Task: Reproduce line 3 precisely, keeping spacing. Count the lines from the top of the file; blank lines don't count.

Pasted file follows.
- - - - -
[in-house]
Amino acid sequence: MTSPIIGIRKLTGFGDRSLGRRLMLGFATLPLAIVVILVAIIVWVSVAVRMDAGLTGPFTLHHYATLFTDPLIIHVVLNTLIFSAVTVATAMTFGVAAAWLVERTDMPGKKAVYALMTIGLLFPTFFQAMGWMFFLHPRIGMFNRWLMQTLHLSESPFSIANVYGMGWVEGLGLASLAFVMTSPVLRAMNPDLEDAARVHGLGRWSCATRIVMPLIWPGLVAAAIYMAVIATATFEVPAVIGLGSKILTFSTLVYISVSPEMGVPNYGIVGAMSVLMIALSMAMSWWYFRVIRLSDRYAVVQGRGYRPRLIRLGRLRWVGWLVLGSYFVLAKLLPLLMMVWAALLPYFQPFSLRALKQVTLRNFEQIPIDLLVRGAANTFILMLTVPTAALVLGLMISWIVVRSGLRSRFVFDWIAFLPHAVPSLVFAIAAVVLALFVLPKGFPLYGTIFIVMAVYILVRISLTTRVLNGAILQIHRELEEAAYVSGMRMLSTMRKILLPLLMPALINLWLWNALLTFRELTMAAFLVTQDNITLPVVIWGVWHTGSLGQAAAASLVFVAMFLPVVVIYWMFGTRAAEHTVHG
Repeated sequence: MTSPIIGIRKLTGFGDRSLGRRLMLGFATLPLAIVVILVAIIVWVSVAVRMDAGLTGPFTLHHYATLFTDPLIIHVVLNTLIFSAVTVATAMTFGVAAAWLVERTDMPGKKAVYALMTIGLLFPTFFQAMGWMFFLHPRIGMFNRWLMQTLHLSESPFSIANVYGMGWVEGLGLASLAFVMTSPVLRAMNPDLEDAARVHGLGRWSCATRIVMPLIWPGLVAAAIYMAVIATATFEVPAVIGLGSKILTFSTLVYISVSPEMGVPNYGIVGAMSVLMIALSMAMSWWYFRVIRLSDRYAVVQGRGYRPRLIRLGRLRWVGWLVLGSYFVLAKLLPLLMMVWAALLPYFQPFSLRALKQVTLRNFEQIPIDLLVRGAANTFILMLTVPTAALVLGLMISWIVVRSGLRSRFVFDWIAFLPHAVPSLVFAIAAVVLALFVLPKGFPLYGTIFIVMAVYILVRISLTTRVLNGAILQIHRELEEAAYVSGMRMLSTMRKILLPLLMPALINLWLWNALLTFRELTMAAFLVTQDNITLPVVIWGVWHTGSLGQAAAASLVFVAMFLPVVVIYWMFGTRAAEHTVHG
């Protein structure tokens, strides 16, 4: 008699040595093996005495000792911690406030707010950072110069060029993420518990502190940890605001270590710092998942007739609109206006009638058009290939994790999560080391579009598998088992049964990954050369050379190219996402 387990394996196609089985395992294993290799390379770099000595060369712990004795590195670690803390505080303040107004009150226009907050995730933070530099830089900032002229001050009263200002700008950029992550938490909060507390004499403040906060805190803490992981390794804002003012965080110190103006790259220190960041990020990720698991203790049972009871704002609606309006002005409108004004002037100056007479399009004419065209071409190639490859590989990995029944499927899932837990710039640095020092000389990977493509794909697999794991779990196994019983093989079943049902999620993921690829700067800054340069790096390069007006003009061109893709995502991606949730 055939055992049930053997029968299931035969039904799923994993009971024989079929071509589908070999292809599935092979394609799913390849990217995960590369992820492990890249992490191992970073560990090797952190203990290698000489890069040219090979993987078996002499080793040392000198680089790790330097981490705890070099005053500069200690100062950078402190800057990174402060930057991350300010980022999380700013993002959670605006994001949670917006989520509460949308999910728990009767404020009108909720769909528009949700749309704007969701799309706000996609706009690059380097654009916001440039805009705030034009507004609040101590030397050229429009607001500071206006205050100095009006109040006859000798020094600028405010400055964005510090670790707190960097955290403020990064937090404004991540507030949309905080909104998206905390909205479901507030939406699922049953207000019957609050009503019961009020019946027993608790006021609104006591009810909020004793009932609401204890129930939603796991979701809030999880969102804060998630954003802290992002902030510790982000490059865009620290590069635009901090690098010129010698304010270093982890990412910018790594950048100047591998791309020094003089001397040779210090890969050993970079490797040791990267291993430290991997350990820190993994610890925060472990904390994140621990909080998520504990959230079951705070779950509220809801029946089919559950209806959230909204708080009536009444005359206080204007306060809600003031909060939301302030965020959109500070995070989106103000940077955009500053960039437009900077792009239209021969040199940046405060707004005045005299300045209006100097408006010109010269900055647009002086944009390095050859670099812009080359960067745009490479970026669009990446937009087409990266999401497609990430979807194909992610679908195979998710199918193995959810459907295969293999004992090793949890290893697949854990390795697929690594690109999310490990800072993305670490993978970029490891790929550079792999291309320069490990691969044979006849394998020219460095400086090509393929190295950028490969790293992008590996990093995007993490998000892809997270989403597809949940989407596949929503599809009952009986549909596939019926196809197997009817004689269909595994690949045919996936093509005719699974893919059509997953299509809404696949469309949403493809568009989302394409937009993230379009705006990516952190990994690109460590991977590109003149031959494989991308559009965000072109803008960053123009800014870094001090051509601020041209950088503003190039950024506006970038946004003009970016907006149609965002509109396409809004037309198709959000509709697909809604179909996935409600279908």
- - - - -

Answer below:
Repeated sequence: MTSPIIGIRKLTGFGDRSLGRRLMLGFATLPLAIVVILVAIIVWVSVAVRMDAGLTGPFTLHHYATLFTDPLIIHVVLNTLIFSAVTVATAMTFGVAAAWLVERTDMPGKKAVYALMTIGLLFPTFFQAMGWMFFLHPRIGMFNRWLMQTLHLSESPFSIANVYGMGWVEGLGLASLAFVMTSPVLRAMNPDLEDAARVHGLGRWSCATRIVMPLIWPGLVAAAIYMAVIATATFEVPAVIGLGSKILTFSTLVYISVSPEMGVPNYGIVGAMSVLMIALSMAMSWWYFRVIRLSDRYAVVQGRGYRPRLIRLGRLRWVGWLVLGSYFVLAKLLPLLMMVWAALLPYFQPFSLRALKQVTLRNFEQIPIDLLVRGAANTFILMLTVPTAALVLGLMISWIVVRSGLRSRFVFDWIAFLPHAVPSLVFAIAAVVLALFVLPKGFPLYGTIFIVMAVYILVRISLTTRVLNGAILQIHRELEEAAYVSGMRMLSTMRKILLPLLMPALINLWLWNALLTFRELTMAAFLVTQDNITLPVVIWGVWHTGSLGQAAAASLVFVAMFLPVVVIYWMFGTRAAEHTVHG